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Speech of Jana Glivicka at the Demonstration 5.4.2009

23.4.2009 - Jana Glivicka
Once more: thank you all for coming today. 

At the beginning, let me take the liberty to make a private remark. In May two years ago, a demonstration against the radar took place here on the Wenceslas Square. Some of you surely have kept it in mind. I remember it was sultry hot then, but we walked round as far as to the Hradčany Square after all. That time, I would not probably have believed that we would meet in the Wenceslas Square even after two years. And that the government would make a complete fool of itself and have to withdraw those absolutely crucial radar treaties from the parliament. And I had no idea that a week after, the government would finally please us by being dissolved. 

But now thanks to what we have achieved during those two years, I even believe something else – we will succeed and follow through our job. And I think this is the feeling we should leave today with. The feeling that we will simply manage it. The treaties have not been ratified, but this is not enough. We want them to be voted down. We know it will be easier if we stick together. Everybody who would like to learn more about our Initiative and to join us is heartily welcome.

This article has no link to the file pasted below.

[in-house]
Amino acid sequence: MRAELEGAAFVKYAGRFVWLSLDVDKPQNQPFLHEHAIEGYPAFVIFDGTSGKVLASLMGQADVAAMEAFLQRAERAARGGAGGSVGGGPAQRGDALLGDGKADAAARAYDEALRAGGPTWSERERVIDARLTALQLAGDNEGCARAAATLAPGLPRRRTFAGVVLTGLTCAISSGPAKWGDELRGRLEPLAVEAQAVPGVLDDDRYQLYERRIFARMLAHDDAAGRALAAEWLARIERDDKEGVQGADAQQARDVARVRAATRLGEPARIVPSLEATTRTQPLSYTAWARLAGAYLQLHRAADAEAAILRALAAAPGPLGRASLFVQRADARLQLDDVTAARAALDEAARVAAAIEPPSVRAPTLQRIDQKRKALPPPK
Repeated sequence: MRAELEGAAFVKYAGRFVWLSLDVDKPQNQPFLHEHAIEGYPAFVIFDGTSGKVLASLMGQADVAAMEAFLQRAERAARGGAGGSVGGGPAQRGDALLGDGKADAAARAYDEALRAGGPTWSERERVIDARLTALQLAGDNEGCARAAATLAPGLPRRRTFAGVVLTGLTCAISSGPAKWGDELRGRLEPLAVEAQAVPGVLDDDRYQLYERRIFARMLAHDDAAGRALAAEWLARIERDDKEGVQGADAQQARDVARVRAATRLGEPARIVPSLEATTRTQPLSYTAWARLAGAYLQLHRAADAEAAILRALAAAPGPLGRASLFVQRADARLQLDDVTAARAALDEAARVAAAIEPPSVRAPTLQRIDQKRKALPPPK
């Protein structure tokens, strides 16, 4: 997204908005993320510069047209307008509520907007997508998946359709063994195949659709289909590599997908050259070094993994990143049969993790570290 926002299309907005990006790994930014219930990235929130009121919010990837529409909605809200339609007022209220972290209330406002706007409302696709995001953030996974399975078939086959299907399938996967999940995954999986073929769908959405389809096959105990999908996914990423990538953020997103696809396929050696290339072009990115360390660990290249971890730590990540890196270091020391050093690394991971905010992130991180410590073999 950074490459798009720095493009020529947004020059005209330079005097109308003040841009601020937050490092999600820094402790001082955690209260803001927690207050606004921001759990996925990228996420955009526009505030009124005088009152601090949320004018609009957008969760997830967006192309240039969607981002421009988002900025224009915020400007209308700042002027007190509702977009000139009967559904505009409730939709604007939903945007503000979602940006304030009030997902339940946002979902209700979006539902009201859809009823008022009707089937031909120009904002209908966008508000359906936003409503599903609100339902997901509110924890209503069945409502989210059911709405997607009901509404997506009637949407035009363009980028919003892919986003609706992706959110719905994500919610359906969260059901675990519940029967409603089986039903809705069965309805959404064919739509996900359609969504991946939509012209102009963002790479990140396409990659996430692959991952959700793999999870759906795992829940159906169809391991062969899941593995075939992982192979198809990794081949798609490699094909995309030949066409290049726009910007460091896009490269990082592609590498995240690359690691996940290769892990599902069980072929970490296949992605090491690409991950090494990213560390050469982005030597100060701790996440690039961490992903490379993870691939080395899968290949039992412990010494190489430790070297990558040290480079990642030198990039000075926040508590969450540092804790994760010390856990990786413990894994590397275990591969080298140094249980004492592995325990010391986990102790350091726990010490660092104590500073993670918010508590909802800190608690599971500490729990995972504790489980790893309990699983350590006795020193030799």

We have another reason to believe that we will finally win the battle. The aversion to foreign military bases is not over at the Czech frontier. The United States have about one thousand military bases outside their territory throughout the world. One thousand, this is an incredible, but real number. 

Two years ago, people from all over the world came together in Ecuador. The international network for abolishing foreign military bases was born. Perhaps at that time, Czech peaceful movement also started looking through the frontier. 

After two years, we are much heard abroad again. We were in Washington in February and there happened something many people would not have expected here two years ago. Perhaps the entire American anti-war movement got together for a week. And the result was that the struggle against military bases became one of the priorities. The same applies to Europe. It makes great sense. One thousand military bases – this is not peaceful infrastructure, just on the contrary.  

We can simply initiate the promised turn by building no new bases more. And we know that we are able to say here today: Yes, we can.

We are standing here now although some people did not wish it, for instance those in the Prague's City Hall. We already know the policy to announce via media that the demonstration has been prohibited in order to discourage people. The City Hall tried to do this twice; we have been at the court twice and won the both cases. Even this demonstration has been threatened by official ban. In the end, only the march has been forbidden, but it will follow along the agreed alternative route – right now.


Jana Glivicka is a university student of logic and philosophy and a spokesperson of the No Bases Initiative


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